It’s no secret that we have a lot of love for linen in all its forms. Whether we’re snuggling up in a bedding set, cooling off after a workout with linen towels or using our sturdy Market Bag to carry home the night’s dinner, linen has a clever way of making everyday activities more special. But what exactly makes it so adaptable and versatile? 


It’s Cooling: When we’re talking bedding, you can’t get any better than linen. With the ability to keep hot sleepers cool and cool sleepers warm, it’s the best choice for couples with varying temperature preferences. This natural fabric’s unique moisture wicking properties also mean that it has the ability to absorb up to 20% its weight in moisture before feeling damp, making hot nights a whole lot more comfy and dry for warm sleepers. 


It’s Quick-To-Dry: Linen and towels aren’t often seen as going hand-in-hand, but we can’t think of a better fabric for self care. It’s antimicrobial and quick-to-dry, meaning that linen towels won’t get the icky musty smell that standard terry towels do. 

Traditionally, linen towels can be slightly polarizing - folks either love the rough texture or aren’t a fan of it at all. That’s why we opted for a softer, waffle linen in our Bathe line. Just like all linen, towels take a few washes and time to break in and reach their full potential. So take your time and show these towels some love and they’ll love you right back. 


It’s More Environmentally Friendly: Through every stage of the production process, linen takes less energy and resources to produce than other fabrics. The flax plant itself takes very little water to grow and the entire plant is used during the production process - leaving no waste footprint. And because linen is a natural fibre, it can be recycled and repurposed in numerous different ways.


It’s a Look: Let’s not kid ourselves - looks matter when it comes to your bedding. Comfort is always going to be paramount, but the aesthetics of a perfectly unmade bed draped in linen warms our hearts and calms our nerves. The best part? Linen bedding looks great on a made or unmade bed.


How to Care for Your Linen & What to Expect


So you’ve taken the plunge with linen. Now what? While not all linen has the exact same needs, they do follow the same general guidelines when it comes to getting the most out of your items and having them live a long and happy life. 


Washing & Stain Removal: Proper laundering is going to make all the difference when it comes to your linen bedding, towels and other pieces. Washing on cold or warm and using a natural detergent is advised. Be sure to avoid fabric softener and ‘deep cleaning’ detergents as the enzymes in these will really go after your linen and begin to break it down prematurely. Best practices are to dry your linen on the lowest temperature that your dryer has or air dry when it comes to smaller pieces.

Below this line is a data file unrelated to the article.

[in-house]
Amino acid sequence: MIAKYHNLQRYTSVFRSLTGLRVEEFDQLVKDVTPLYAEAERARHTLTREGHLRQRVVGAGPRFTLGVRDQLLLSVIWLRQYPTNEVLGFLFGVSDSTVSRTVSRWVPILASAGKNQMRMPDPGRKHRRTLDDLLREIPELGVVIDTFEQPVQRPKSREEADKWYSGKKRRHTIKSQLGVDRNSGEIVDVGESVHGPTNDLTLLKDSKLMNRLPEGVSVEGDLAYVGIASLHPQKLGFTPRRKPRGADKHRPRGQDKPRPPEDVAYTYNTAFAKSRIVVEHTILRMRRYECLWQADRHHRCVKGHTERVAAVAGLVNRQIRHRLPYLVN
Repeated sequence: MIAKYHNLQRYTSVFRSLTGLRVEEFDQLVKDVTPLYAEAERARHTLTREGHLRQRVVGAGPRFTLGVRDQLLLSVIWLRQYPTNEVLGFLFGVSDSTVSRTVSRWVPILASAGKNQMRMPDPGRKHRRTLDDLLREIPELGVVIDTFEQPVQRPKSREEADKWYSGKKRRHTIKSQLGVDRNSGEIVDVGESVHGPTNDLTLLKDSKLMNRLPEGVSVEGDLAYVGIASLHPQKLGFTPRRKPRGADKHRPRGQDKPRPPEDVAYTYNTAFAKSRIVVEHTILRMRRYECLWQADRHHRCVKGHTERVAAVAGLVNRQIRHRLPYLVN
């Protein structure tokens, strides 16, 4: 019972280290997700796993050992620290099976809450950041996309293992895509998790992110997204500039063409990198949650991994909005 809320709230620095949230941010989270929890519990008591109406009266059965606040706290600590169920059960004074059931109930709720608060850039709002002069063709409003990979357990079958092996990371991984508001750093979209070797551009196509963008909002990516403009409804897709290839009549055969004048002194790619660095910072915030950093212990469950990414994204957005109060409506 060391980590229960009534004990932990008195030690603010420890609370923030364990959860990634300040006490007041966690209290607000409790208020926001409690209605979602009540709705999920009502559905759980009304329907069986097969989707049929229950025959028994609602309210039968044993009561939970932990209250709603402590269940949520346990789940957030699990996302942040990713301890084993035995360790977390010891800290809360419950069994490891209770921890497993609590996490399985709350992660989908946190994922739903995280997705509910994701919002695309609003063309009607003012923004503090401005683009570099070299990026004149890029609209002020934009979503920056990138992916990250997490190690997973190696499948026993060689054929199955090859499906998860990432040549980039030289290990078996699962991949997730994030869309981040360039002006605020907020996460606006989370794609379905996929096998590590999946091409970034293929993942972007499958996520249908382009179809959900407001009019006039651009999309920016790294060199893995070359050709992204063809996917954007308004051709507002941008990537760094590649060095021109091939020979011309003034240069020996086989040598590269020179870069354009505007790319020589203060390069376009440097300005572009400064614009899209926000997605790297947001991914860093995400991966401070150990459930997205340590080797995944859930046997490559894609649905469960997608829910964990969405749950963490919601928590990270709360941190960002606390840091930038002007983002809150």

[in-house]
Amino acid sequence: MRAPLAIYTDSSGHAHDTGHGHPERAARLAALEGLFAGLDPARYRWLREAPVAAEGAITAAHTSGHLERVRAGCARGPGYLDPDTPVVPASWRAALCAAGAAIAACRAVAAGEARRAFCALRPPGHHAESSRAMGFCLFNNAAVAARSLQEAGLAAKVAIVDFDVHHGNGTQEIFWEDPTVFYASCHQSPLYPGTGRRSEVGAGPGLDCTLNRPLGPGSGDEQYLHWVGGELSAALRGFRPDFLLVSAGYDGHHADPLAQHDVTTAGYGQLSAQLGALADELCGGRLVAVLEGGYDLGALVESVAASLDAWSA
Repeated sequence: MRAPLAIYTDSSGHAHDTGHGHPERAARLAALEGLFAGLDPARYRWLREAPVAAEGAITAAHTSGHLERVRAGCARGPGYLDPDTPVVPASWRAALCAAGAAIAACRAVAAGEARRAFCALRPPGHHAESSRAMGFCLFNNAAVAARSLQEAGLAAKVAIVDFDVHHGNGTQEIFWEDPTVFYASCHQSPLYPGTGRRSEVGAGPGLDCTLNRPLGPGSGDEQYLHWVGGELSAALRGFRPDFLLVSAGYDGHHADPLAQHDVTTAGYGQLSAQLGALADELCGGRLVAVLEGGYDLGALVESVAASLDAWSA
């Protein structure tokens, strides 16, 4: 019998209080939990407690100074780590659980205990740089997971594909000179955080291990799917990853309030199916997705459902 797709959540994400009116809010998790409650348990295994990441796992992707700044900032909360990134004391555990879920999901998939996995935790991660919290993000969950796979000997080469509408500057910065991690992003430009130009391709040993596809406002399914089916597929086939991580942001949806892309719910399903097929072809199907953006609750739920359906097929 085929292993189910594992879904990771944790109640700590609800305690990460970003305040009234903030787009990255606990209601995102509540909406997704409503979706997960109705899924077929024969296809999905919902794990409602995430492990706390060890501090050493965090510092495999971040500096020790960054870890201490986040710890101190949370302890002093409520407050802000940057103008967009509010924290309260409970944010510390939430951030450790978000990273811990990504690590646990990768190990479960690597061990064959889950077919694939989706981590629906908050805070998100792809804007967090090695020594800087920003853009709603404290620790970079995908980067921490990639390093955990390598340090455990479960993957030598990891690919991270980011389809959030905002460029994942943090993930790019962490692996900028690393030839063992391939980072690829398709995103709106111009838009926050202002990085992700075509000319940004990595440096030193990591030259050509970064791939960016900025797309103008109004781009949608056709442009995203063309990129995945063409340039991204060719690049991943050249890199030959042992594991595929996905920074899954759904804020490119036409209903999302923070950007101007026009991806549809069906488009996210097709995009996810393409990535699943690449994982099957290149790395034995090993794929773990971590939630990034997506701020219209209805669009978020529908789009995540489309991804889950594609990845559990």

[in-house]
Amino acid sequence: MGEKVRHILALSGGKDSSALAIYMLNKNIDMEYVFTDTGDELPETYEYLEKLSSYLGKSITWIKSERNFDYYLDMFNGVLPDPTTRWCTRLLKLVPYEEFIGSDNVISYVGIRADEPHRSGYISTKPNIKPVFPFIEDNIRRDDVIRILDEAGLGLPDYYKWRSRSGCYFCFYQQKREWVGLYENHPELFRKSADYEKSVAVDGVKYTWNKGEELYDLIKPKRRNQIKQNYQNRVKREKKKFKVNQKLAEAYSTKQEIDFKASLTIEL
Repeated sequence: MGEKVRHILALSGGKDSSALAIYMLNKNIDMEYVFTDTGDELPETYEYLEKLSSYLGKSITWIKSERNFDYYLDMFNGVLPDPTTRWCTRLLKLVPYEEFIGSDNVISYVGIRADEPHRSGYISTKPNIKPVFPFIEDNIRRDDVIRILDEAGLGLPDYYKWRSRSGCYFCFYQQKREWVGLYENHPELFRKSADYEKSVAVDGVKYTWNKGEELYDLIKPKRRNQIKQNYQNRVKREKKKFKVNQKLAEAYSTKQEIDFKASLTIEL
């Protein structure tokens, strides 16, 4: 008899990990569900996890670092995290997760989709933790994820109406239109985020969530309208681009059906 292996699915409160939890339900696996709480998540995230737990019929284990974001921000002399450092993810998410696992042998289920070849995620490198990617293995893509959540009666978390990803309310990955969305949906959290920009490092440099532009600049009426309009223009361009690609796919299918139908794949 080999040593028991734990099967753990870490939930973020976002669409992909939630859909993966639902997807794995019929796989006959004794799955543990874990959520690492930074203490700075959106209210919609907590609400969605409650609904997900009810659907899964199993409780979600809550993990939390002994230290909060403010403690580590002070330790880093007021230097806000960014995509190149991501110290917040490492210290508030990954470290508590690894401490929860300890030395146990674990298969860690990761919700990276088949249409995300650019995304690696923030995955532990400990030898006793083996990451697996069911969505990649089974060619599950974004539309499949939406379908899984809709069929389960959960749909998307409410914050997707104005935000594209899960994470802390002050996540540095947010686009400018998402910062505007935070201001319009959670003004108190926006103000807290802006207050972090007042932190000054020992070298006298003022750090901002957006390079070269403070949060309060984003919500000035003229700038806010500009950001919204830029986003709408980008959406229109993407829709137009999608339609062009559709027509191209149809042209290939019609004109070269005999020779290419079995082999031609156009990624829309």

Being aware of what your linen comes into contact with is crucial, especially if you’re a fan of bolds and brights. Colour loss is a potential threat to any fabric and it can be caused by a number of items in your home. Allowing your linen to come into contact with bleach, household cleaners, skin care products and other acidic substances can cause irreversible damage.

If you’re treating a pesky stain, be sure to spot test any stain treatment in a discreet area beforehand. Overuse of bleach and stain removers on any type of fabric can lead to yellowing and increased deterioration of the fibres. We have a few other stain removal tips and tricks here that we recommend trying out first. Be sure to steer clear of laundry stripping and other stain removal techniques that use harsh or abrasive chemicals. 



Drying: One of the characteristics of linen that surprises most first-timers is the lint that is produced during the washing and drying cycle. As your items are washed and dried, the linen needs to shed its excess fibres. This process is perfectly normal and is actually what makes your linen softer after each wash. Although the amount of lint during washing and drying will be more substantial in the beginning of your linen’s life, it will never fully stop as increased softness due to shedding is a characteristic of 100% linen. Be sure to keep your lint trap clean!

Still unsure if linen is right for you? Drop us a line at hello@shopwilet.com with any questions and let’s have a chat.